In this project the Principal Investigators will explore how shared meta-knowledge about members' access to information affects participation in collective decisions and how participation rates affect performance on missing links problems. Missing links problems arise when there is a small set of critical information that is known to only one or a few and collective performance depends on these people contributing the critical information. Moreover, others need to ascribe validity to the information and competence to the messenger. The proposed research is guided by the idea that allocating speaking opportunities is a social coordination problem. Participation in group deliberations is characteristically unequal. Some members participate more than others. Existing evidence suggests that the extraverted, dominant, and verbally facile participate frequently but that these traits are not typically associated with knowing more or having expert knowledge. Compounding the problem, high participators are often judged by their peers to be the most competent and knowledgeable. Thus, members who participate frequently are seen as competent which serves to sustain their high rates of participation and enhance their influence. To coordinate participation effectively, members need valid and salient cues to orchestrate the provision and acceptance of speaking opportunities. The investigators will conduct five studies of groups working on missing links problems and reanalyze one set of archival data obtained from a leadership training institute. The explicitness and completeness of meta-knowledge will be varied and the studies will employ several types of tasks: estimation problems, crime mysteries, and quantitative reasoning problems. In these studies, critical information will be given to one or two members; this set of critical information will be necessary to integrate properly the information that all members have. Additionally, in several of the studies, groups will solve several missing link problems with similar structures and receive performance feedback after each problem. The goal is to assess whether participation allocation and collective performance improves with experience of working together in a stable task environment. In addition to collective performance measures, the investigators will record how frequently members participate and what information they contribute. Participants will also rate each others? levels of participation, task-relevant knowledge and competence, and influence after completing the collective tasks. In terms of broader impacts, this research will identify conditions that improve the ability of groups to consider and use critical information in making decisions. Chronicles of failed decision making often identify as a contributing factor failures to communicate and integrate a set of critical information ? in everyday vernacular "failures to connect the dots." For example, the failure to prevent the ?underwear bomber? from boarding a flight from Amsterdam to Detroit on Christmas day, 2009, has been attributed to the failure to disseminate information from the bomber's father and British intelligence within the intelligence community. This in an example of a missing links problem. The proposed studies will identify conditions under which task-relevant knowledge, more than extraversion and social dominance, determine who contributes and who is influential. Because small groups often make important decisions in government and organizations, the proposed work has implications for decision making effectiveness across a wide range of applications from identification of terrorist threats to the prevention of disasters to solving design and technical problems. The proposed research will lay the conceptual and empirical groundwork for designing interventions that reduce the chances of failures to detect missing links in small group decisions.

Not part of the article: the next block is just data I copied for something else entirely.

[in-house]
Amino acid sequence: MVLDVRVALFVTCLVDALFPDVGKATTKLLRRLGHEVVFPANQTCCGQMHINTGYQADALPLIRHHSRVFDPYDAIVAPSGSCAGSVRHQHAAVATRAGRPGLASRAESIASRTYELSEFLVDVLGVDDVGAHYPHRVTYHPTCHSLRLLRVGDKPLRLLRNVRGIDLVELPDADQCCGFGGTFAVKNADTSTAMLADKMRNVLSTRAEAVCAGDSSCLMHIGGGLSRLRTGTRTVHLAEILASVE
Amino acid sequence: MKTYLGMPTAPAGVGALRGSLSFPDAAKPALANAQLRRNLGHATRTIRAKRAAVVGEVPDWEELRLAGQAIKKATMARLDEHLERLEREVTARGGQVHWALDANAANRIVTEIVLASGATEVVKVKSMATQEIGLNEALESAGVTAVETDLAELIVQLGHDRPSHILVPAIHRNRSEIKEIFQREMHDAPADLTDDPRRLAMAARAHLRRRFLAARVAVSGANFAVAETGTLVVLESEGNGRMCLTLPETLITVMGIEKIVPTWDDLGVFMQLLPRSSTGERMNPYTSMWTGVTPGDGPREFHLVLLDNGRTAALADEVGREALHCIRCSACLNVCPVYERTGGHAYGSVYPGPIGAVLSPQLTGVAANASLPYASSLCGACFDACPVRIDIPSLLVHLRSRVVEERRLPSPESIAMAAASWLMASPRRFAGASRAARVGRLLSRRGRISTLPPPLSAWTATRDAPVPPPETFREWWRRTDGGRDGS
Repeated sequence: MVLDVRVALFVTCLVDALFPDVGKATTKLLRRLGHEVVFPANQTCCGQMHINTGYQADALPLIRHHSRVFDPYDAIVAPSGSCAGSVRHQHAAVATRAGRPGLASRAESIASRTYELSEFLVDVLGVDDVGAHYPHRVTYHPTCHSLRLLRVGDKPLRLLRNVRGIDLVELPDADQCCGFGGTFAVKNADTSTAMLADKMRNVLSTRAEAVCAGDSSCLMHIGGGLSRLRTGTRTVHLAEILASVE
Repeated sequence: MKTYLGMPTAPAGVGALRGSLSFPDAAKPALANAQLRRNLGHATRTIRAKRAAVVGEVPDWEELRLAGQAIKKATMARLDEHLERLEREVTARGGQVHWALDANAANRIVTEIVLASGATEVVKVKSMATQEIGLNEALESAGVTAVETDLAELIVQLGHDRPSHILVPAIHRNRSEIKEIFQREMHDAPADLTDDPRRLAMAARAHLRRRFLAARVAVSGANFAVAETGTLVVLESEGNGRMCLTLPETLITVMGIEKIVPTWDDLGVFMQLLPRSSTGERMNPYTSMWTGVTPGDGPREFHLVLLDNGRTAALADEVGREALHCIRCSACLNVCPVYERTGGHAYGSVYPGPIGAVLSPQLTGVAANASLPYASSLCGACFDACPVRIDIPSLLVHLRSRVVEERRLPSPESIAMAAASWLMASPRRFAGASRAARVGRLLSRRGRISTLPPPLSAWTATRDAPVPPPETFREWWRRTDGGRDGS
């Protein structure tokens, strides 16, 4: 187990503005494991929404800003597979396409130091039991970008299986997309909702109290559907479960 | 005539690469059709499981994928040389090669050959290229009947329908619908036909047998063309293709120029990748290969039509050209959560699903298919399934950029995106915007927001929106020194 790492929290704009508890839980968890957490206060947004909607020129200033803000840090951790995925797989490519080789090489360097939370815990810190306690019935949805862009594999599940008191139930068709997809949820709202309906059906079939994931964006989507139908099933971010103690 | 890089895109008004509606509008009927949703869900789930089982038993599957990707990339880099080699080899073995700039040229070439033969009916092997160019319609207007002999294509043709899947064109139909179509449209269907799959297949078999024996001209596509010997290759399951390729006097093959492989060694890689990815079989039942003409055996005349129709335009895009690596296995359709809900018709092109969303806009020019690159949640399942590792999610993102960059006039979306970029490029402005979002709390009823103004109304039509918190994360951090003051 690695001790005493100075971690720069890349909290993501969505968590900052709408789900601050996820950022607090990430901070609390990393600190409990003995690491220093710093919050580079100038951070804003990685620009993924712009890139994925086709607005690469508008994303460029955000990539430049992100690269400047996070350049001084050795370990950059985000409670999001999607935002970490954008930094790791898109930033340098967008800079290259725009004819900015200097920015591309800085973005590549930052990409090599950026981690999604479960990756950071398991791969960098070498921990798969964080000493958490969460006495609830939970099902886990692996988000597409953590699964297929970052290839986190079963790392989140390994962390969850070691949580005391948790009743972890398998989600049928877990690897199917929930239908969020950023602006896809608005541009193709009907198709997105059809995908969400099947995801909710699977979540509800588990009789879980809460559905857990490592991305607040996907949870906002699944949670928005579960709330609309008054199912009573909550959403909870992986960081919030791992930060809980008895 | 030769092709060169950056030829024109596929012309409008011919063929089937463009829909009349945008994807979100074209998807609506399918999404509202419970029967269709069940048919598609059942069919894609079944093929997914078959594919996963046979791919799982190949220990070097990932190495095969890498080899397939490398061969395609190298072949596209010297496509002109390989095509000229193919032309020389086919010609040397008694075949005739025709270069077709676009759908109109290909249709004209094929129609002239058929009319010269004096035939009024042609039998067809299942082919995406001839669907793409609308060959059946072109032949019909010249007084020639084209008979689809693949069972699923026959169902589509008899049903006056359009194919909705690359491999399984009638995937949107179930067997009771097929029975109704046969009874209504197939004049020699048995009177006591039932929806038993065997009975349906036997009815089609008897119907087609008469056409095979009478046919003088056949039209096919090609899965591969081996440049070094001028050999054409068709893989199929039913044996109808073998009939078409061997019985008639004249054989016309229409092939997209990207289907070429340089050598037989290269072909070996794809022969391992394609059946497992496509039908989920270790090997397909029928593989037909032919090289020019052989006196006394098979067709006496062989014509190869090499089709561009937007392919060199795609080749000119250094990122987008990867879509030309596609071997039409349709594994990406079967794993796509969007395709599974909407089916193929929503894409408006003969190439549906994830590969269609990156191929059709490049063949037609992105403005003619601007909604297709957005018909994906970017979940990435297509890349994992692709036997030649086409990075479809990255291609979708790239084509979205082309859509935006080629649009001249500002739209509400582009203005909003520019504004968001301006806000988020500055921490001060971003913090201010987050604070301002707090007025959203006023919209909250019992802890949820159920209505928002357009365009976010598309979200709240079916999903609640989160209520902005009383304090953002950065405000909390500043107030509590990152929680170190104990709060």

National Science Foundation (NSF)
Division of Social and Economic Sciences (SES)
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Donald Hantula
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Miami University Oxford
United States
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